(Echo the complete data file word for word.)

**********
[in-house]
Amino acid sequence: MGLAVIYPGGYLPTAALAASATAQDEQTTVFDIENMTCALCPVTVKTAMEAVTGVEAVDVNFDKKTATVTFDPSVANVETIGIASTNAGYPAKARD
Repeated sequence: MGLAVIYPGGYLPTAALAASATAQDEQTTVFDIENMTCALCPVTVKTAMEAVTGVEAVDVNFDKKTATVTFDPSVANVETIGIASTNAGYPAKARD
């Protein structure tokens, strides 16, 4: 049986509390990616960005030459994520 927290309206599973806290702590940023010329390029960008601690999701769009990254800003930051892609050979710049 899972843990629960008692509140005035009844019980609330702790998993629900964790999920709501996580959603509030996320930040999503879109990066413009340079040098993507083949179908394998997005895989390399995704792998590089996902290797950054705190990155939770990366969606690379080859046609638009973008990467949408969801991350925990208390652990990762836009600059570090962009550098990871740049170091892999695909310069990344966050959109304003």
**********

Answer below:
[in-house]
Amino acid sequence: MGLAVIYPGGYLPTAALAASATAQDEQTTVFDIENMTCALCPVTVKTAMEAVTGVEAVDVNFDKKTATVTFDPSVANVETIGIASTNAGYPAKARD
Repeated sequence: MGLAVIYPGGYLPTAALAASATAQDEQTTVFDIENMTCALCPVTVKTAMEAVTGVEAVDVNFDKKTATVTFDPSVANVETIGIASTNAGYPAKARD
């Protein structure tokens, strides 16, 4: 049986509390990616960005030459994520 927290309206599973806290702590940023010329390029960008601690999701769009990254800003930051892609050979710049 899972843990629960008692509140005035009844019980609330702790998993629900964790999920709501996580959603509030996320930040999503879109990066413009340079040098993507083949179908394998997005895989390399995704792998590089996902290797950054705190990155939770990366969606690379080859046609638009973008990467949408969801991350925990208390652990990762836009600059570090962009550098990871740049170091892999695909310069990344966050959109304003």